# Electron in uniform field caused by two plates

1. Feb 9, 2013

### Fluxthroughme

1. The problem statement, all variables and given/known data

An electron is projected with an initial speed $v_0 = 1.60 * 10^6 m/s$ into a uniform field between two parallel plates, separated by a distance of 1cm, and each plate is 2cm across. Assume the field outside the plates is zero. The electron enters the field at a point midway between the plates. If the electron just missing the upper plate as it emerges from the field (So it travels 2cm in the field before leaving it), find the magnitude of the electric field

2. The attempt at a solution

For the velocity component perpendicular to the field lines, we get the time it spends in the field: $s = \frac{u + v}{2} t. s = 2 * 10^{-2} = (1.6*10^6)t \Rightarrow t = \frac{2*10^{-2}}{1.6*10^6}$
So I take the component parallel to the field lines $v = u + at. u = 0 \Rightarrow v = at. v^2 = u^2 + 2as \Rightarrow a^2t^2 = 2as \Rightarrow a = \frac{2s}{t^2}$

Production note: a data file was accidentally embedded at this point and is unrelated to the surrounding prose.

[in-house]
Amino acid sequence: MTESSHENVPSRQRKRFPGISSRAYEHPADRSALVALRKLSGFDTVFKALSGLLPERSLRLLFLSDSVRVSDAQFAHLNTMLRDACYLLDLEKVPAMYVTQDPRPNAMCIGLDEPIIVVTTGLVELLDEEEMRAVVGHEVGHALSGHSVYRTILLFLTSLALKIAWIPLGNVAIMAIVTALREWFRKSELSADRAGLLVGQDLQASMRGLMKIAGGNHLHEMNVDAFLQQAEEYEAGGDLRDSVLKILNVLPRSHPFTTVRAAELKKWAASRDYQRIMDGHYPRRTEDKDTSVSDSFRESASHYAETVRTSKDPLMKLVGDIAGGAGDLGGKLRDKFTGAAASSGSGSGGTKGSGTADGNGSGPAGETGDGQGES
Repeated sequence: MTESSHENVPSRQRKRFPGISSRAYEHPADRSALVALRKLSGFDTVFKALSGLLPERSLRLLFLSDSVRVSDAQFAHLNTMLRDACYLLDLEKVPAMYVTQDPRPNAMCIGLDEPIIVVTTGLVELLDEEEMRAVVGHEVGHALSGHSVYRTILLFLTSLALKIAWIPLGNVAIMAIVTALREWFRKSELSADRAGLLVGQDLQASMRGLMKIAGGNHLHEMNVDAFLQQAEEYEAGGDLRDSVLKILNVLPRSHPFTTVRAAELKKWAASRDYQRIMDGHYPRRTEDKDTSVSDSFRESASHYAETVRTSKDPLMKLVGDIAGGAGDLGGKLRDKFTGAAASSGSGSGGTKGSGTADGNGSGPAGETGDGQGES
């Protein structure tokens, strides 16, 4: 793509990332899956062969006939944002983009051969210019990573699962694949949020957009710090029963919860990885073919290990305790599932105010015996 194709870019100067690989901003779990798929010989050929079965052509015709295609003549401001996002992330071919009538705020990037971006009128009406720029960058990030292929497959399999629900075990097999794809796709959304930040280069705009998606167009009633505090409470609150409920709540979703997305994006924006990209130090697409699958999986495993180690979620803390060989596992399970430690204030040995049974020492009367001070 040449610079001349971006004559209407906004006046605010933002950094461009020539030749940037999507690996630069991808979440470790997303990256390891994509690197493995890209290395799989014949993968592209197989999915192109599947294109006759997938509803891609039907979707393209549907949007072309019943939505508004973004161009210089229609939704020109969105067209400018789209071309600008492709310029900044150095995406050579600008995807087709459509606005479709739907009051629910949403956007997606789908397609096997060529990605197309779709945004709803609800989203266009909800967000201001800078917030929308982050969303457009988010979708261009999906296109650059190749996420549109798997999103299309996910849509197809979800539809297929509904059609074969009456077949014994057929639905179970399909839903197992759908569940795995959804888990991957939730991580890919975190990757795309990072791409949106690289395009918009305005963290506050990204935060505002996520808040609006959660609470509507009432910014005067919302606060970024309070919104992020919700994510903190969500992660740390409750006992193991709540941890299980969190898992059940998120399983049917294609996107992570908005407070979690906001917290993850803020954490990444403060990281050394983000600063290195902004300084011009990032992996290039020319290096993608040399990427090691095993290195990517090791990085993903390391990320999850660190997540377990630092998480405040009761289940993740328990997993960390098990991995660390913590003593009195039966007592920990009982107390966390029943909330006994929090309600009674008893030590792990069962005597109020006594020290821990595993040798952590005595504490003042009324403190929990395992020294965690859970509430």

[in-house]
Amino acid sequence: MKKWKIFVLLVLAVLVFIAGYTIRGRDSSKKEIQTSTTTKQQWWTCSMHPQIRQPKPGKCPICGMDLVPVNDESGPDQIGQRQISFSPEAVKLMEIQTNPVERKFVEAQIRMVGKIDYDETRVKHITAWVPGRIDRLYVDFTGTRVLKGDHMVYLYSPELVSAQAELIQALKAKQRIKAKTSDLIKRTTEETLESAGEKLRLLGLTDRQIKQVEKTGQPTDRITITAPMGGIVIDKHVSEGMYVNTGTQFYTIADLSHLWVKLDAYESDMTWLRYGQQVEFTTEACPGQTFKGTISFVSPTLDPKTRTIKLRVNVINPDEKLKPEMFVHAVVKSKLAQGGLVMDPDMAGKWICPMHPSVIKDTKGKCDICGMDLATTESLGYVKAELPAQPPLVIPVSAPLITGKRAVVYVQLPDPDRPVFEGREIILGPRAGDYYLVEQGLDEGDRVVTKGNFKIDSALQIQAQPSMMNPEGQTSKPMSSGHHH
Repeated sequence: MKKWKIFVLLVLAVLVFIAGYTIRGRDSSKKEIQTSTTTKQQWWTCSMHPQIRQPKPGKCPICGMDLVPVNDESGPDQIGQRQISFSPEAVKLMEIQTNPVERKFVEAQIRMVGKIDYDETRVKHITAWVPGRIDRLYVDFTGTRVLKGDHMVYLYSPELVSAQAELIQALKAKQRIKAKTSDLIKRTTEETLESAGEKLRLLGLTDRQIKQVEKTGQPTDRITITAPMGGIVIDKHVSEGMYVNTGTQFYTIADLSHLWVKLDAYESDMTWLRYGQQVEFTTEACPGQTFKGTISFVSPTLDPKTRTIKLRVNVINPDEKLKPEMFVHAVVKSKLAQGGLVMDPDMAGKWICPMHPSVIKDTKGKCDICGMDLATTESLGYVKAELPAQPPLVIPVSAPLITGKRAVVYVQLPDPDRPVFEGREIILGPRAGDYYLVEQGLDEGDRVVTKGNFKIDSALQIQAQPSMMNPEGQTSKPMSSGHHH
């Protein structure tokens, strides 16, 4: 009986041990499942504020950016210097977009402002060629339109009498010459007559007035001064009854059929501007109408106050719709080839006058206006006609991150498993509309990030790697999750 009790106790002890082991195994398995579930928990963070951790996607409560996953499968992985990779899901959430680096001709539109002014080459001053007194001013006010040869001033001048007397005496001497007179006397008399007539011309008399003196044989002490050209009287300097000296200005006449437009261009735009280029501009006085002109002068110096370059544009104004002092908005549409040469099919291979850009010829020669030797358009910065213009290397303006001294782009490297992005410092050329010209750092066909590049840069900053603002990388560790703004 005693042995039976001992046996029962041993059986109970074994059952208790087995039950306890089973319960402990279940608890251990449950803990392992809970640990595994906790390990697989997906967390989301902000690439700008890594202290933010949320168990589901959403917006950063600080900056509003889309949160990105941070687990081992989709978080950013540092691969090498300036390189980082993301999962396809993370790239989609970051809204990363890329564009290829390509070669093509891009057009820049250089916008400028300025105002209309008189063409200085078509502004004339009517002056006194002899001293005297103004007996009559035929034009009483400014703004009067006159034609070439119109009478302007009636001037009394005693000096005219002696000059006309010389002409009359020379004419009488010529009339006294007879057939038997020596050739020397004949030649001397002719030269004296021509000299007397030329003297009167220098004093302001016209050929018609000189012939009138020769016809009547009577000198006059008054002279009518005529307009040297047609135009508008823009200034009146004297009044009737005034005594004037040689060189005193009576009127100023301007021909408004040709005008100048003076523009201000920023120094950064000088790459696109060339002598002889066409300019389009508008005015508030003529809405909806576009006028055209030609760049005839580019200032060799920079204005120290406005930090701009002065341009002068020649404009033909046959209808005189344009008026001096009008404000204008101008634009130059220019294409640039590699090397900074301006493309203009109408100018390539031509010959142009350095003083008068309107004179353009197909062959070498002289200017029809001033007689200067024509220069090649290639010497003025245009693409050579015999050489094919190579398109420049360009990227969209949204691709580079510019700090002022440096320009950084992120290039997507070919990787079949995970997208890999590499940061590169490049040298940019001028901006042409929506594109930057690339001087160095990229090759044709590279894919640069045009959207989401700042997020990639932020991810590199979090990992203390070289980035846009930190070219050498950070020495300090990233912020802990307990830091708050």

Now since I want the value of the electric field, I use the value of a and t I just worked out to get $F = ma = Eq \Rightarrow E = \frac{ma}{q}$.
Using m, mass of the electron, a from the values above, and q, the charge on the electron. Saving time typing out all the fractions, I get $a = 2.56 * 10^14. m = 9.1*10^{-31}. q = 1.6 * 10^{-19}. E = 1456 N/C$

The textbook gives an answer of 364N/C - exactly 1/4 of that, so I've clearly missed a factor of four somewhere. But I don't know where?

2. Feb 9, 2013

### Staff: Mentor

What did you get for the time? What distance did you use in calculating the acceleration?

3. Feb 9, 2013

### Fluxthroughme

Ahh! There's my factor of four; I had forgotten to change the distance from $s = 2*10^{-2}$ to $0.5*10^{-2}$. Thank you!